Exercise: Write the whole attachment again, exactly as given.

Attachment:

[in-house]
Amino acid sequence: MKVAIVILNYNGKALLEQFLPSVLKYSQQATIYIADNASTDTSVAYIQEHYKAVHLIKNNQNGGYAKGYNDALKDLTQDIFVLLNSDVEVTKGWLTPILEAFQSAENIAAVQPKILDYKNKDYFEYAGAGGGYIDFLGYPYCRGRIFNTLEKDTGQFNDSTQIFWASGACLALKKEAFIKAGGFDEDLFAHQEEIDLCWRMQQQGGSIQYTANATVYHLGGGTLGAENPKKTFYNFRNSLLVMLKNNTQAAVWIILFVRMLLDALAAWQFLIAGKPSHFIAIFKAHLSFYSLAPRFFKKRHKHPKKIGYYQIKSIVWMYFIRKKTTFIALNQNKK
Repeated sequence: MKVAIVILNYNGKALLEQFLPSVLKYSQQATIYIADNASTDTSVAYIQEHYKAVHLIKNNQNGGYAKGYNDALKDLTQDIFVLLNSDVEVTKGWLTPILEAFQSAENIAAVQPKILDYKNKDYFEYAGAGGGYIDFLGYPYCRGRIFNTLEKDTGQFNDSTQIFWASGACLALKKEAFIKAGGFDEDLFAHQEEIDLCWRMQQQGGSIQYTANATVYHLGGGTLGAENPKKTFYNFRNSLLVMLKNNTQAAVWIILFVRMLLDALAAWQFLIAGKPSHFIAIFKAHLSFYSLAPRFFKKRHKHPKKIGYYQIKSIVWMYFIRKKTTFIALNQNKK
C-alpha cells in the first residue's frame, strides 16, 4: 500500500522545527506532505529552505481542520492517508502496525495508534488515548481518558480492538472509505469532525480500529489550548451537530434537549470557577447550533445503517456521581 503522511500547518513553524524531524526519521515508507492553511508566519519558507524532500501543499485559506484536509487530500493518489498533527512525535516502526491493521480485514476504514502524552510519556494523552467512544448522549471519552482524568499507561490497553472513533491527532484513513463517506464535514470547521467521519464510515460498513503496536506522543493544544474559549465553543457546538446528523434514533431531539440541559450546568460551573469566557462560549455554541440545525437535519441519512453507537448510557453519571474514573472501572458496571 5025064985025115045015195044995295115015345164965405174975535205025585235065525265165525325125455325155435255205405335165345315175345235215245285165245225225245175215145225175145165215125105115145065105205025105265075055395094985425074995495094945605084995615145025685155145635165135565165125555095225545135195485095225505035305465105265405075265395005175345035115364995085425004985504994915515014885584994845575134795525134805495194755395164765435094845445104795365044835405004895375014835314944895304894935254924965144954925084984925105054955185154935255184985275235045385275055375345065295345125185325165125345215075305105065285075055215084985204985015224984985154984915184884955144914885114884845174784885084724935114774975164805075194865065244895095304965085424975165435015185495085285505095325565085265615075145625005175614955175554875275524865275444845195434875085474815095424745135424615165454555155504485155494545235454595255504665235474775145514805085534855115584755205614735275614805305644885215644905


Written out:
[in-house]
Amino acid sequence: MKVAIVILNYNGKALLEQFLPSVLKYSQQATIYIADNASTDTSVAYIQEHYKAVHLIKNNQNGGYAKGYNDALKDLTQDIFVLLNSDVEVTKGWLTPILEAFQSAENIAAVQPKILDYKNKDYFEYAGAGGGYIDFLGYPYCRGRIFNTLEKDTGQFNDSTQIFWASGACLALKKEAFIKAGGFDEDLFAHQEEIDLCWRMQQQGGSIQYTANATVYHLGGGTLGAENPKKTFYNFRNSLLVMLKNNTQAAVWIILFVRMLLDALAAWQFLIAGKPSHFIAIFKAHLSFYSLAPRFFKKRHKHPKKIGYYQIKSIVWMYFIRKKTTFIALNQNKK
Repeated sequence: MKVAIVILNYNGKALLEQFLPSVLKYSQQATIYIADNASTDTSVAYIQEHYKAVHLIKNNQNGGYAKGYNDALKDLTQDIFVLLNSDVEVTKGWLTPILEAFQSAENIAAVQPKILDYKNKDYFEYAGAGGGYIDFLGYPYCRGRIFNTLEKDTGQFNDSTQIFWASGACLALKKEAFIKAGGFDEDLFAHQEEIDLCWRMQQQGGSIQYTANATVYHLGGGTLGAENPKKTFYNFRNSLLVMLKNNTQAAVWIILFVRMLLDALAAWQFLIAGKPSHFIAIFKAHLSFYSLAPRFFKKRHKHPKKIGYYQIKSIVWMYFIRKKTTFIALNQNKK
C-alpha cells in the first residue's frame, strides 16, 4: 500500500522545527506532505529552505481542520492517508502496525495508534488515548481518558480492538472509505469532525480500529489550548451537530434537549470557577447550533445503517456521581 503522511500547518513553524524531524526519521515508507492553511508566519519558507524532500501543499485559506484536509487530500493518489498533527512525535516502526491493521480485514476504514502524552510519556494523552467512544448522549471519552482524568499507561490497553472513533491527532484513513463517506464535514470547521467521519464510515460498513503496536506522543493544544474559549465553543457546538446528523434514533431531539440541559450546568460551573469566557462560549455554541440545525437535519441519512453507537448510557453519571474514573472501572458496571 5025064985025115045015195044995295115015345164965405174975535205025585235065525265165525325125455325155435255205405335165345315175345235215245285165245225225245175215145225175145165215125105115145065105205025105265075055395094985425074995495094945605084995615145025685155145635165135565165125555095225545135195485095225505035305465105265405075265395005175345035115364995085425004985504994915515014885584994845575134795525134805495194755395164765435094845445104795365044835405004895375014835314944895304894935254924965144954925084984925105054955185154935255184985275235045385275055375345065295345125185325165125345215075305105065285075055215084985204985015224984985154984915184884955144914885114884845174784885084724935114774975164805075194865065244895095304965085424975165435015185495085285505095325565085265615075145625005175614955175554875275524865275444845195434875085474815095424745135424615165454555155504485155494545235454595255504665235474775145514805085534855115584755205614735275614805305644885215644905